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The Day of the Locust

Nathanael West

Chapters 20–21

Chapter 18–19

Chapters 20–21, page 2

page 1 of 2
Summary

Chapter 20

As Faye and Homer continue their business arrangement, she becomes bored and aggressive toward him. In response, he becomes more servile, making her even angrier. One night, Homer knocks on Tod's door, explaining that Faye is in the car and wants them all to go to a nightclub. They drive to the Cinderella Bar, where the show consists of men in drag. Faye insists that Homer have a drink, although he never drinks because it makes him sick. Faye pours Homer's first drink down the front of his shirt when he refuses to open his mouth, then orders another and another for him and forces them into his mouth.

Tod and Faye dance and she begins to cry. He pleads with her to sleep with him, but she refuses because she says she does not love him. When they return to the table, Homer seems tipsy and willing to be a good sport. Faye continues to deride him. The three of them watch a man in a red dress sing a lullaby to an imaginary baby. During the song, the man seems truly a woman to Tod, and only appears to be an actor impersonating a man after the song ends. Homer and Tod applaud, but Faye claims she hates "fairies," then asks Homer meanly if he knows what a fairy is.

A man comes and asks Faye to dance. Homer elaborately explains to Tod that he hates Earle Shoop's one black hen that gets bullied by the gamecocks. Homer inadvertently reveals that he is letting Miguel and Earle live in his garage at Faye's request. Miguel apparently knows that Homer hates the hen, and therefore forces him to look at it. Tod advises Homer to report the illegal chickens to the police. Homer continues talking about the grotesque hen, reluctant to reply directly to Tod's suggestion that he throw the men out.

Faye comes back to the table and Homer shushes Tod to keep him from mentioning their conversation. Nonetheless, Faye guesses they have been talking about Earle, Miguel, and the chickens. Tod confronts Faye for taking advantage of Homer's generosity. She feels ashamed tries to recover, first by asking Tod to dance, and when he refuses, then by praising Miguel's chickens. Homer seconds her praise and Faye invites Tod to a cockfight in Homer's garage the next night. Faye feels even more ashamed when Homer shrinks from her as though expecting to be hit a moment later. She acts nicely towards Homer for the rest of the evening.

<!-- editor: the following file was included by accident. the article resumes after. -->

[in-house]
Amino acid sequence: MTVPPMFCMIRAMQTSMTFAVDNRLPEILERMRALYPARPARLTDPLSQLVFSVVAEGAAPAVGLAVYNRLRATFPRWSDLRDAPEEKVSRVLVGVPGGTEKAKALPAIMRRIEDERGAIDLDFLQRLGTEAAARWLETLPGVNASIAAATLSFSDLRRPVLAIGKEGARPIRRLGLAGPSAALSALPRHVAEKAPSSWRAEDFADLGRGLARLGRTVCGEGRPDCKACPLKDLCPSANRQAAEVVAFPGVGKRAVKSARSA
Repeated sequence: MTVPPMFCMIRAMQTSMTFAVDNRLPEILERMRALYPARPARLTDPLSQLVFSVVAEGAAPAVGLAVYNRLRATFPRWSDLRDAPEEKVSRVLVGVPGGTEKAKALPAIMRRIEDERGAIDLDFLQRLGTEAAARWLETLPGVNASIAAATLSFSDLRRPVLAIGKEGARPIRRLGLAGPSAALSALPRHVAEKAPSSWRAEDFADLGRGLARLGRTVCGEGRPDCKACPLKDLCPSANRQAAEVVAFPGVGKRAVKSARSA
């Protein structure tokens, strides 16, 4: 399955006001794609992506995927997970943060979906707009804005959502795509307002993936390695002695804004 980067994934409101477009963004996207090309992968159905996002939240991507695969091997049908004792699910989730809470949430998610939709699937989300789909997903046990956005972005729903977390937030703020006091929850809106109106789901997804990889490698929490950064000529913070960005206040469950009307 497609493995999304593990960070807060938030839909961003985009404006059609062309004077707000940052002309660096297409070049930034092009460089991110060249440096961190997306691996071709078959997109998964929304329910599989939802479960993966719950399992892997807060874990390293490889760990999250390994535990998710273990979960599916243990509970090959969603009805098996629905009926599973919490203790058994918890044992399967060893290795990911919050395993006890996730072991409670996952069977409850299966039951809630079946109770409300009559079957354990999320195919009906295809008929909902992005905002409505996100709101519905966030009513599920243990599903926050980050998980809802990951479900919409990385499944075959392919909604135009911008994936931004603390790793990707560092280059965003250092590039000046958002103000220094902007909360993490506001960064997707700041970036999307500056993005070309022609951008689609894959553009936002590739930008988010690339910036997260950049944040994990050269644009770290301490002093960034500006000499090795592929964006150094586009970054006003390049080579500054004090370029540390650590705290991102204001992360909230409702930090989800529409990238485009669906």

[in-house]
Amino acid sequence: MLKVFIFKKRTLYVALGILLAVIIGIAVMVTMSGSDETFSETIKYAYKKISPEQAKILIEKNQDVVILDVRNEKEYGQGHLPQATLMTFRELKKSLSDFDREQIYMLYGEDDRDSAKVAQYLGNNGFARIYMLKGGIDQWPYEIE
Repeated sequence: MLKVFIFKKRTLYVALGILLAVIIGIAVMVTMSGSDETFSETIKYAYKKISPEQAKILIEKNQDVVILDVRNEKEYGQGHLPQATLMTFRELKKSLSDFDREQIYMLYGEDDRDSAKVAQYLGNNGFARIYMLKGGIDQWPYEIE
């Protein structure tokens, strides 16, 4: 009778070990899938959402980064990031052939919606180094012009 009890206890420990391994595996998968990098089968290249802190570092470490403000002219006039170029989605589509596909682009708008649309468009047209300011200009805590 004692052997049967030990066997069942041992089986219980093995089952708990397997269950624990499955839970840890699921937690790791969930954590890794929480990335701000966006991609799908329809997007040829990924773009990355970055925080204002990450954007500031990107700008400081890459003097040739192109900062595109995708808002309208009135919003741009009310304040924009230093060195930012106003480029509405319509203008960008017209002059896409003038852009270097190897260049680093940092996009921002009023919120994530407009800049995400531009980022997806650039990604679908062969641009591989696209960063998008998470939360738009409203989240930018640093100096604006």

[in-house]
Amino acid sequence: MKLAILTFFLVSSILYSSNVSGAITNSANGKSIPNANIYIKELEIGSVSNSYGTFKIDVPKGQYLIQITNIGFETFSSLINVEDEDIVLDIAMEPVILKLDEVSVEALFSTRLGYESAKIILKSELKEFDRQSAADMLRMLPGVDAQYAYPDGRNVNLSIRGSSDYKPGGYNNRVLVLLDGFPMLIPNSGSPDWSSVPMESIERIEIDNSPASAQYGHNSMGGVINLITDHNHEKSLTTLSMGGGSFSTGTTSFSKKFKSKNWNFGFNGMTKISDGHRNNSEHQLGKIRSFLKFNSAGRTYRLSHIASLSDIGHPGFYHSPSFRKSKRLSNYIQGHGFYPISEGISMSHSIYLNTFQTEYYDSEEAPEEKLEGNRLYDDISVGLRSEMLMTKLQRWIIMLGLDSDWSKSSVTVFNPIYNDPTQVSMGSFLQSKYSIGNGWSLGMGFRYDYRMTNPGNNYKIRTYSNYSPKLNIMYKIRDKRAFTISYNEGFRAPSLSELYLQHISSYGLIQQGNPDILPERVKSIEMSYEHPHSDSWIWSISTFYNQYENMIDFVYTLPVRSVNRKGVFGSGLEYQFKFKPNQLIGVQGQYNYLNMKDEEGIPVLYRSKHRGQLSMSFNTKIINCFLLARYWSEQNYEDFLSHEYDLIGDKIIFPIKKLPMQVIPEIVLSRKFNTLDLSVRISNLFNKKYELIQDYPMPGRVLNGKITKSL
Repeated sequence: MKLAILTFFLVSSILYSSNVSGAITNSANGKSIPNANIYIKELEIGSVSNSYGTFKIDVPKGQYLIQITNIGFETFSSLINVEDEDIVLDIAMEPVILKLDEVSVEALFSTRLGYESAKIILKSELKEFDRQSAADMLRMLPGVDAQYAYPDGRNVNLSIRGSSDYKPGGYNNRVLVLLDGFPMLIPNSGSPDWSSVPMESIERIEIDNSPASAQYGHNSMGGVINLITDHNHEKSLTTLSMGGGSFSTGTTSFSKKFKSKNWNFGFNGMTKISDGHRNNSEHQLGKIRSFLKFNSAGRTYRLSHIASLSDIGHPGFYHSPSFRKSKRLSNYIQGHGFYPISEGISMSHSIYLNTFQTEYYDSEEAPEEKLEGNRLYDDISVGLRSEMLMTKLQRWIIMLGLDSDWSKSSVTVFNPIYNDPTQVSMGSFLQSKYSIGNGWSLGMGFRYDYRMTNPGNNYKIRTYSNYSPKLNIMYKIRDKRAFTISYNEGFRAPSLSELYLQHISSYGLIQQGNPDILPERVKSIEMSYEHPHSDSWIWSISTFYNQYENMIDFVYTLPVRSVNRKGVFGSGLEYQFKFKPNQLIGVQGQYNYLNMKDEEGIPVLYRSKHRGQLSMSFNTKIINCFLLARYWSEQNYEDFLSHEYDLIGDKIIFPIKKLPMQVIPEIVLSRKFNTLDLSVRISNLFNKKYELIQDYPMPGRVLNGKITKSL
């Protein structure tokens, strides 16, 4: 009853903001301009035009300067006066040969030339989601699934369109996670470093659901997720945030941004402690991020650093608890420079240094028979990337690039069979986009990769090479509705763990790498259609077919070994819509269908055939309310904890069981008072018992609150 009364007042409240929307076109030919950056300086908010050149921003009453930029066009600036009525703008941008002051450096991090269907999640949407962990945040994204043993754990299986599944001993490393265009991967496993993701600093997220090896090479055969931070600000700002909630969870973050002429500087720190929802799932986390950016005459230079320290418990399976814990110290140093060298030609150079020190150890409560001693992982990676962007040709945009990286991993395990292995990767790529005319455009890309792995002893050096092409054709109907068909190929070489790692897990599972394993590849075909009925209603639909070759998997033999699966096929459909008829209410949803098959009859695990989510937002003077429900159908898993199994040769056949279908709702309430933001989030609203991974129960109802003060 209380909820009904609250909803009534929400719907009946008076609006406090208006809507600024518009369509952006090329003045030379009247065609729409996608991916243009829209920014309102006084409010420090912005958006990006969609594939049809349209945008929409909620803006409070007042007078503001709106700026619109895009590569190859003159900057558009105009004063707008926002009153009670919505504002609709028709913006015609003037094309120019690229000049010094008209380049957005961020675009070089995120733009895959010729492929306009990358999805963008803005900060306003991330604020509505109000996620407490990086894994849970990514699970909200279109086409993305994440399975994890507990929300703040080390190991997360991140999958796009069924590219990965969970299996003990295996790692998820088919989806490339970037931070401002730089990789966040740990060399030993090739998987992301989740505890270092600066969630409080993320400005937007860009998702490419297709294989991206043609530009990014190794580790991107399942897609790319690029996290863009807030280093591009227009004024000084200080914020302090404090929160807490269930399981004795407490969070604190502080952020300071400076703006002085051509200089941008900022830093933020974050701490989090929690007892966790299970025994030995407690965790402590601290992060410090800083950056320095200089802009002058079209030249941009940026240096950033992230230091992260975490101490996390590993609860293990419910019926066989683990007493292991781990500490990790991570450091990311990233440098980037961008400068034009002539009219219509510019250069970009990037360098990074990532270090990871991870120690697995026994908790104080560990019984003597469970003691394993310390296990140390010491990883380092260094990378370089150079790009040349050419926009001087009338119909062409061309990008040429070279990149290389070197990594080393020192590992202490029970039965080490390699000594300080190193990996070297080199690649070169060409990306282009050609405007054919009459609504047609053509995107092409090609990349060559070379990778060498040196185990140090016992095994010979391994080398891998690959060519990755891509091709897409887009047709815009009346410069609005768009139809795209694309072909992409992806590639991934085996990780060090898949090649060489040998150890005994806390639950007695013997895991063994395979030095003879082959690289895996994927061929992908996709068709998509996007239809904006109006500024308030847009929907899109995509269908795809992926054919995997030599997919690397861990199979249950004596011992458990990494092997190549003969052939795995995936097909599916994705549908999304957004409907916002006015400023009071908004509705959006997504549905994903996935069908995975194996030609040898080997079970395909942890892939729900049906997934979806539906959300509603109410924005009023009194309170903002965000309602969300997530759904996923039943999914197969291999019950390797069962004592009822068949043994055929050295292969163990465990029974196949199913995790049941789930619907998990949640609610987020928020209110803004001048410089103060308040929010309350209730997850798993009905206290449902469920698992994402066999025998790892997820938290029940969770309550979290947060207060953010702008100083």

Chapter 21

Tod and Claude Estee, who has asked to come, arrive at Homer's for the cockfight. Miguel, Earle, and Abe Kusich are in Homer's garage, with Faye's car parked in front shining its headlights on the men. Abe reports that the official cockfights are off because the opponent—a man from San Diego—did not show up. There is a homemade oval pit on the floor of the garage for that is used for the cockfights. Claude, Tod, and Abe sit down on an old trunk. Abe is restless and shoves Tod. When Earle laughs, Abe threatens to hit him and Earle eggs him on. Although Abe is not genuinely trying to get free, Tod holds the dwarf back. Earle spits on Abe's shoe.

Claude admits that he has never seen an actual game chicken or a chicken fight. Miguel brings out his prize cock, Juju, for Claude to see. Claude offers to buy another cock from Miguel and Earle so they can fight them. Miguel selects Hermano, a large red bird, for Claude and sells him for fifteen dollars. Abe offers to handle the bird for Claude, but Miguel quietly insists that Earle will do it because he knows the bird better. Miguel prepares Juju for the fight and Earle starts to prepare Hermano. Abe is skeptical of Hermano's fighting skill, convinced that Earle and Miguel are trying to cheat.

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silver - not shoe polish

by anon_2223155894, March 03, 2015

In the resume of ch. 11 you state that Harry was trying to sell shoe polish - not true!

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